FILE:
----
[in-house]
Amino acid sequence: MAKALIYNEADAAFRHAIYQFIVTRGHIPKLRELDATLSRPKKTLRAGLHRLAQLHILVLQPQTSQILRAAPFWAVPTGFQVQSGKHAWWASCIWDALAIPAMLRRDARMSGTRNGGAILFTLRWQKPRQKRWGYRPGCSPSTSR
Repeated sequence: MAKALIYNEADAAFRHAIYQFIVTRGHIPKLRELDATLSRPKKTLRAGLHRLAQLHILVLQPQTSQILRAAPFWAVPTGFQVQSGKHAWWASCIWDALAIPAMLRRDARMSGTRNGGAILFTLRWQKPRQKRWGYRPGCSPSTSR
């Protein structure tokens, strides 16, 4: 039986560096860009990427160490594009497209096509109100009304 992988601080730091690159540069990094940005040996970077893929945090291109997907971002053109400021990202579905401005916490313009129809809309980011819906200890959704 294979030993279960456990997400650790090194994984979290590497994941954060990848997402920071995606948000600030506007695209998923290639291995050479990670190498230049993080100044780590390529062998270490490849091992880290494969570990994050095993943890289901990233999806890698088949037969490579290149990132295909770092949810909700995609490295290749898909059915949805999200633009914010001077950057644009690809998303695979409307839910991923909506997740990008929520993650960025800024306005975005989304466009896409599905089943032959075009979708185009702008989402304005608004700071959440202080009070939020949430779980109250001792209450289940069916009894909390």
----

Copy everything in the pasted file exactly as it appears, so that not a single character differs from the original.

[in-house]
Amino acid sequence: MAKALIYNEADAAFRHAIYQFIVTRGHIPKLRELDATLSRPKKTLRAGLHRLAQLHILVLQPQTSQILRAAPFWAVPTGFQVQSGKHAWWASCIWDALAIPAMLRRDARMSGTRNGGAILFTLRWQKPRQKRWGYRPGCSPSTSR
Repeated sequence: MAKALIYNEADAAFRHAIYQFIVTRGHIPKLRELDATLSRPKKTLRAGLHRLAQLHILVLQPQTSQILRAAPFWAVPTGFQVQSGKHAWWASCIWDALAIPAMLRRDARMSGTRNGGAILFTLRWQKPRQKRWGYRPGCSPSTSR
């Protein structure tokens, strides 16, 4: 039986560096860009990427160490594009497209096509109100009304 992988601080730091690159540069990094940005040996970077893929945090291109997907971002053109400021990202579905401005916490313009129809809309980011819906200890959704 294979030993279960456990997400650790090194994984979290590497994941954060990848997402920071995606948000600030506007695209998923290639291995050479990670190498230049993080100044780590390529062998270490490849091992880290494969570990994050095993943890289901990233999806890698088949037969490579290149990132295909770092949810909700995609490295290749898909059915949805999200633009914010001077950057644009690809998303695979409307839910991923909506997740990008929520993650960025800024306005975005989304466009896409599905089943032959075009979708185009702008989402304005608004700071959440202080009070939020949430779980109250001792209450289940069916009894909390």